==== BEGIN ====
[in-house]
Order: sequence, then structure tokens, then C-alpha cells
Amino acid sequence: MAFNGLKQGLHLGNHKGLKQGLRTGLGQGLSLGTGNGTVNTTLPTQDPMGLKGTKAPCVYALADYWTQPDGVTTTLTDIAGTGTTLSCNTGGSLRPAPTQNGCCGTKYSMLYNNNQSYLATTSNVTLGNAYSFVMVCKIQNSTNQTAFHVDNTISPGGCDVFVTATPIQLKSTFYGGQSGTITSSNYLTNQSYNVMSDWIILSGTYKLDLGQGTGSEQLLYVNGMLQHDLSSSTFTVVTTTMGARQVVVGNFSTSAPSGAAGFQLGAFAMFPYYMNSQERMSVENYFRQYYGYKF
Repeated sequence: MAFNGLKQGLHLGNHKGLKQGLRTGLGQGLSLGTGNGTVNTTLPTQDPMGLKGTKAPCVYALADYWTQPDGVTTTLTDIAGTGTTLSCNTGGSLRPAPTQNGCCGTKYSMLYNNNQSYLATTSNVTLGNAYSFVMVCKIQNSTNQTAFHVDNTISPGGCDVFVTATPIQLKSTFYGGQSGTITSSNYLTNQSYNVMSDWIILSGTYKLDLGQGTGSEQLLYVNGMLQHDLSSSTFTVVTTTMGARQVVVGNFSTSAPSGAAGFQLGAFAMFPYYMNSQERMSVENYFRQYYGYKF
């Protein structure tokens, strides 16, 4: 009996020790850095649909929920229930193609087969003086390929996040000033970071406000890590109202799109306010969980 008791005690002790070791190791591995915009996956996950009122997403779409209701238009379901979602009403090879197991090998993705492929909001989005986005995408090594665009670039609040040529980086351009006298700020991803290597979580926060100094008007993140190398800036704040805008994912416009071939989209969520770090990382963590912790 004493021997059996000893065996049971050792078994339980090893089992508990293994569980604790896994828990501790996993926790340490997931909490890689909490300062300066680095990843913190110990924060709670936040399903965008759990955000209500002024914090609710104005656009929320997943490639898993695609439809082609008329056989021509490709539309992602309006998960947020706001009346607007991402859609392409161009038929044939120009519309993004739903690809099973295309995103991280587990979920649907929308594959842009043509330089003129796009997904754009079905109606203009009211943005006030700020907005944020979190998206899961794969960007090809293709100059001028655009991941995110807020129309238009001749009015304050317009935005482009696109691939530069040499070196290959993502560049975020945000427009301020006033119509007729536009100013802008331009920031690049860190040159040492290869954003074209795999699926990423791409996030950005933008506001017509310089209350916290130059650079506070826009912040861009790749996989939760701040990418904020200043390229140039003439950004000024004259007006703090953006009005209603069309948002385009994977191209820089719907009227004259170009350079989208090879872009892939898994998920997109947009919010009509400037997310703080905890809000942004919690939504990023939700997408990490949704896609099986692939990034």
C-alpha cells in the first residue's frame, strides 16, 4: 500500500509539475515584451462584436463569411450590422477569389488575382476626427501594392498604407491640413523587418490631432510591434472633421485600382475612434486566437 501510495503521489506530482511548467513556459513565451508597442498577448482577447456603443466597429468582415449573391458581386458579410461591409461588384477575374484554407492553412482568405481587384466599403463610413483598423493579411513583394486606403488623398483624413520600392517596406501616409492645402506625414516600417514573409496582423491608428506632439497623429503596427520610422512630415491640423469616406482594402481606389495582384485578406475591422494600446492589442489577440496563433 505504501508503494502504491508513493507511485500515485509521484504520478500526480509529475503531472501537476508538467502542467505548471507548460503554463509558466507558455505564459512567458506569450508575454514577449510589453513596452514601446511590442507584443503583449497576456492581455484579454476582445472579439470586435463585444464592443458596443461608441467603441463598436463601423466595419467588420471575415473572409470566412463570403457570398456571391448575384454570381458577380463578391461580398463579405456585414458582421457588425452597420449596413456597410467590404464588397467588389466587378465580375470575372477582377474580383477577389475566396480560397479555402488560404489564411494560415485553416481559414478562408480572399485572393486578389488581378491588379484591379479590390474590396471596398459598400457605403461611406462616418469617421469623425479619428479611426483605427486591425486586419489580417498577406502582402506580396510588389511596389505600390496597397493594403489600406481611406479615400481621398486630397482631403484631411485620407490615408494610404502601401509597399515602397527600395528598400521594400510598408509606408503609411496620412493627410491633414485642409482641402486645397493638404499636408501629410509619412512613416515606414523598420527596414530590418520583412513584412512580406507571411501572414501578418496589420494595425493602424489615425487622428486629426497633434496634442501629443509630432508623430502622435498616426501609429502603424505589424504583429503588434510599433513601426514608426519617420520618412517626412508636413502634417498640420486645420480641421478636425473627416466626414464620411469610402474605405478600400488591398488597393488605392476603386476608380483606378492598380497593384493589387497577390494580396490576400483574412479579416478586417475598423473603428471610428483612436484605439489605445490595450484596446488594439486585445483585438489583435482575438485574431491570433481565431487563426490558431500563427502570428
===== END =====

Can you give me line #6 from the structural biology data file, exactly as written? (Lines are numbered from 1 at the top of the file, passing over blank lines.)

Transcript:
C-alpha cells in the first residue's frame, strides 16, 4: 500500500509539475515584451462584436463569411450590422477569389488575382476626427501594392498604407491640413523587418490631432510591434472633421485600382475612434486566437 501510495503521489506530482511548467513556459513565451508597442498577448482577447456603443466597429468582415449573391458581386458579410461591409461588384477575374484554407492553412482568405481587384466599403463610413483598423493579411513583394486606403488623398483624413520600392517596406501616409492645402506625414516600417514573409496582423491608428506632439497623429503596427520610422512630415491640423469616406482594402481606389495582384485578406475591422494600446492589442489577440496563433 505504501508503494502504491508513493507511485500515485509521484504520478500526480509529475503531472501537476508538467502542467505548471507548460503554463509558466507558455505564459512567458506569450508575454514577449510589453513596452514601446511590442507584443503583449497576456492581455484579454476582445472579439470586435463585444464592443458596443461608441467603441463598436463601423466595419467588420471575415473572409470566412463570403457570398456571391448575384454570381458577380463578391461580398463579405456585414458582421457588425452597420449596413456597410467590404464588397467588389466587378465580375470575372477582377474580383477577389475566396480560397479555402488560404489564411494560415485553416481559414478562408480572399485572393486578389488581378491588379484591379479590390474590396471596398459598400457605403461611406462616418469617421469623425479619428479611426483605427486591425486586419489580417498577406502582402506580396510588389511596389505600390496597397493594403489600406481611406479615400481621398486630397482631403484631411485620407490615408494610404502601401509597399515602397527600395528598400521594400510598408509606408503609411496620412493627410491633414485642409482641402486645397493638404499636408501629410509619412512613416515606414523598420527596414530590418520583412513584412512580406507571411501572414501578418496589420494595425493602424489615425487622428486629426497633434496634442501629443509630432508623430502622435498616426501609429502603424505589424504583429503588434510599433513601426514608426519617420520618412517626412508636413502634417498640420486645420480641421478636425473627416466626414464620411469610402474605405478600400488591398488597393488605392476603386476608380483606378492598380497593384493589387497577390494580396490576400483574412479579416478586417475598423473603428471610428483612436484605439489605445490595450484596446488594439486585445483585438489583435482575438485574431491570433481565431487563426490558431500563427502570428